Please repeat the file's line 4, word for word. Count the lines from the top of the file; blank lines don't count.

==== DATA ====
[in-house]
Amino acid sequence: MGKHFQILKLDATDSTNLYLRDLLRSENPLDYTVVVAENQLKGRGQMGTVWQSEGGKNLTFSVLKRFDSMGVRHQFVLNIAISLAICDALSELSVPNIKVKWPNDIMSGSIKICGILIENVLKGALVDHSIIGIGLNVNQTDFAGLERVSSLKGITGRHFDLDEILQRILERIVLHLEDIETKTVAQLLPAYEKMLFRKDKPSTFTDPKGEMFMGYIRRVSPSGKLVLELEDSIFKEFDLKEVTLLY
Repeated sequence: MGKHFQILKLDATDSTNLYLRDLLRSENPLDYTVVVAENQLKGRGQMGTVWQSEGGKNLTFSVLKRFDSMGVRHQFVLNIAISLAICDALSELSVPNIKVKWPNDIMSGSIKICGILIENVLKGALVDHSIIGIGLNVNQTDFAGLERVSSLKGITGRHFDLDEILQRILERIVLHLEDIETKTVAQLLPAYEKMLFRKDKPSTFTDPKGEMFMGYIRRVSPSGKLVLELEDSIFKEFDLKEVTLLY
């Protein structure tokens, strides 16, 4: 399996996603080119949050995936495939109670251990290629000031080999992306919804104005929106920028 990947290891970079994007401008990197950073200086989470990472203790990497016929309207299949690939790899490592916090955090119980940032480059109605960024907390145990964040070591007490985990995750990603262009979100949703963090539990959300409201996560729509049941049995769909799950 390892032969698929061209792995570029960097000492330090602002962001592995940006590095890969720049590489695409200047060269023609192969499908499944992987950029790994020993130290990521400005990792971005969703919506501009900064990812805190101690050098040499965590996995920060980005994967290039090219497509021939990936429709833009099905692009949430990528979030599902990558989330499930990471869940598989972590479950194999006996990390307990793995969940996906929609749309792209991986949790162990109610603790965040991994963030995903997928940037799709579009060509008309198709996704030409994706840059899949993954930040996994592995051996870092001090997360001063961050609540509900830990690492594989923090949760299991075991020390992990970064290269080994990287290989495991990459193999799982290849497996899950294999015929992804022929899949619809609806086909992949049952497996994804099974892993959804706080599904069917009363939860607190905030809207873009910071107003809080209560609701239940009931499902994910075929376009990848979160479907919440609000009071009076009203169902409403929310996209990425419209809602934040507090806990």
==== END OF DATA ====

């Protein structure tokens, strides 16, 4: 399996996603080119949050995936495939109670251990290629000031080999992306919804104005929106920028 990947290891970079994007401008990197950073200086989470990472203790990497016929309207299949690939790899490592916090955090119980940032480059109605960024907390145990964040070591007490985990995750990603262009979100949703963090539990959300409201996560729509049941049995769909799950 390892032969698929061209792995570029960097000492330090602002962001592995940006590095890969720049590489695409200047060269023609192969499908499944992987950029790994020993130290990521400005990792971005969703919506501009900064990812805190101690050098040499965590996995920060980005994967290039090219497509021939990936429709833009099905692009949430990528979030599902990558989330499930990471869940598989972590479950194999006996990390307990793995969940996906929609749309792209991986949790162990109610603790965040991994963030995903997928940037799709579009060509008309198709996704030409994706840059899949993954930040996994592995051996870092001090997360001063961050609540509900830990690492594989923090949760299991075991020390992990970064290269080994990287290989495991990459193999799982290849497996899950294999015929992804022929899949619809609806086909992949049952497996994804099974892993959804706080599904069917009363939860607190905030809207873009910071107003809080209560609701239940009931499902994910075929376009990848979160479907919440609000009071009076009203169902409403929310996209990425419209809602934040507090806990």